Anti-racism campaigners have taken part in a protest in Glasgow calling for the Scottish Government and Parliament to break immigration laws to protect the human rights of asylum seekers.
Organised by Stand Up To Racism groups, about 50 people took part in the action on Buchanan Street in the city centre on Sunday.
The organisers referenced the “tragic unexplained deaths of asylum seekers Adnan Olbeh and Mercy Baguma”.
Ms Baguma, 34, who was originally from Uganda and was seeking asylum in the UK, died in Glasgow last month.
Her body was found in the hallway of her flat with her son, Adriel, alone in his cot.
Mr Olbeh, 31, was found dead in a Glasgow hotel in May after asylum seekers were moved into hotels in response to coronavirus.
Protesters, holding Black Lives Matter banners and “migrants and refugees welcome here” signs, took a knee before listening to speeches.
They were asked to socially distance and wear masks.
“2020 has been a very dark year for refugees in Glasgow, having to cope with the pandemic and the further imposition of the racist hostile environment,” the organisers said in a statement.
“The Home Office has repeatedly demonstrated that not only is it unable to keep refugees safe, but actively places them in harm’s way, either directly with the hostile environment and illegal detention policies, or via callous profit-driven private contractors.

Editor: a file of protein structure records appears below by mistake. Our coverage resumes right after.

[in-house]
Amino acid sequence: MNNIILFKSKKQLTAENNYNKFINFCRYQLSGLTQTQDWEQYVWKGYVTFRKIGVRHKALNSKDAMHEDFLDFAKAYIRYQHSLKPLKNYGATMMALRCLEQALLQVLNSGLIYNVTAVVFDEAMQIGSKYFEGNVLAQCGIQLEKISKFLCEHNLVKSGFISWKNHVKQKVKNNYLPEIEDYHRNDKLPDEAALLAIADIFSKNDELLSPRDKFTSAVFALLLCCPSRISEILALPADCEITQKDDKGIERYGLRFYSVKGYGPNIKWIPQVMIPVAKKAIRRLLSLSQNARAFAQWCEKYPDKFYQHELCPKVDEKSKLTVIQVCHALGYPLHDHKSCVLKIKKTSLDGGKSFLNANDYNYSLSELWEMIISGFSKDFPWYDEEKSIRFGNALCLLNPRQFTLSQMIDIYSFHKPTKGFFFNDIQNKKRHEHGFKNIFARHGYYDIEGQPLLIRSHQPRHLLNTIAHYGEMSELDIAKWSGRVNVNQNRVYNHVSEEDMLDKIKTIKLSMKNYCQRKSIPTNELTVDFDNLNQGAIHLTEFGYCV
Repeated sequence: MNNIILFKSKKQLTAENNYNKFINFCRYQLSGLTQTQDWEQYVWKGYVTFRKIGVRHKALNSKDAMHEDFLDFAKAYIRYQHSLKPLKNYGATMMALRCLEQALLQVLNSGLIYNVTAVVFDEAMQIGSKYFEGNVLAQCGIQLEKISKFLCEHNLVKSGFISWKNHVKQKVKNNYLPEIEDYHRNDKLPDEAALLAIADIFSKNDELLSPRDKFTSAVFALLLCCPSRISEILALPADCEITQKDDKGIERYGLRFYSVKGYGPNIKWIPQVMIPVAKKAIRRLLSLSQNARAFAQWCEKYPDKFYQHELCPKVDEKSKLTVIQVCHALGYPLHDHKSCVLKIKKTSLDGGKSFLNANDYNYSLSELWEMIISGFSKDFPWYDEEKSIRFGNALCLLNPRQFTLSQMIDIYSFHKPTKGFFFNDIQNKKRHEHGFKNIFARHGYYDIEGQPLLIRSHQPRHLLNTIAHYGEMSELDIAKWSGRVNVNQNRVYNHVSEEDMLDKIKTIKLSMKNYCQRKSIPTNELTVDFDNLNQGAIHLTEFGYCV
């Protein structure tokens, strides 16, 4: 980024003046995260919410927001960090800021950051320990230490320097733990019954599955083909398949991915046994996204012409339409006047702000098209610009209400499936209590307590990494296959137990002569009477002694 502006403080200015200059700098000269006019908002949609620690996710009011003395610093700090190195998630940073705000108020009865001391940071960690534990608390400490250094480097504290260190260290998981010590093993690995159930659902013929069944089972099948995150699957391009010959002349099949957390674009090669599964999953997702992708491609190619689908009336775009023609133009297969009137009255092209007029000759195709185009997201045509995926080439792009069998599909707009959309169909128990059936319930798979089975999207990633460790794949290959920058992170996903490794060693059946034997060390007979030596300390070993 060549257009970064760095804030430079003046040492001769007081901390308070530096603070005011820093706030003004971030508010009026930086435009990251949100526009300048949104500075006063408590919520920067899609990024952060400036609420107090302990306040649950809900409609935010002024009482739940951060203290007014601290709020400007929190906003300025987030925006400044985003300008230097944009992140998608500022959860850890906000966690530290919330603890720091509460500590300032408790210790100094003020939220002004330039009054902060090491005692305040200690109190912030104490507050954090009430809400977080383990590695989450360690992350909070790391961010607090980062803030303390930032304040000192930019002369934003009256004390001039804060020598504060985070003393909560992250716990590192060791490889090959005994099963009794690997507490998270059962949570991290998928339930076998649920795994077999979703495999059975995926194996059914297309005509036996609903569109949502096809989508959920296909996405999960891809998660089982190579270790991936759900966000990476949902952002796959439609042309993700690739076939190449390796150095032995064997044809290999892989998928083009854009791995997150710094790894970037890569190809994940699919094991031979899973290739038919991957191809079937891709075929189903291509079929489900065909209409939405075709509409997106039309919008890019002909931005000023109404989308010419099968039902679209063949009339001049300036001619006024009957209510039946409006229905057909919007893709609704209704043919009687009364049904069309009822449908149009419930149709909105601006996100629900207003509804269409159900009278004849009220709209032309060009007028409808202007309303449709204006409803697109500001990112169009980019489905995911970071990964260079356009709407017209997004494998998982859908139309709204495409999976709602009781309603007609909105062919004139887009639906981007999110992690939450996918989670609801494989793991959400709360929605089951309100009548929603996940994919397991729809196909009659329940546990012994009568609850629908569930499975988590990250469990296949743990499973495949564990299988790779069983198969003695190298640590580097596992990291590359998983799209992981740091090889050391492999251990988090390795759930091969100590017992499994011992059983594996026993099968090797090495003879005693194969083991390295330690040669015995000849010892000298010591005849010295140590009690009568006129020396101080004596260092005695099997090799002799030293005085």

“It’s good that Nicola Sturgeon has denounced the hostile environment and described the UK asylum and immigration policy as ‘broken’.
“But we think we must now go further. Join us and demand that the Scottish Government and Parliament step in now and break the immigration laws when necessary to protect the human rights of asylum seekers.
“It must ensure no-one is left destitute without recourse to public funds or left in unsafe or unfit for human habitation accommodation.”
They also highlighted their support for the Black Lives Matter movement, adding: “Black lives must matter, from Minnesota to the Mediterranean, from Calais to Clydeside.”
A Scottish Parliament spokesman declined to comment.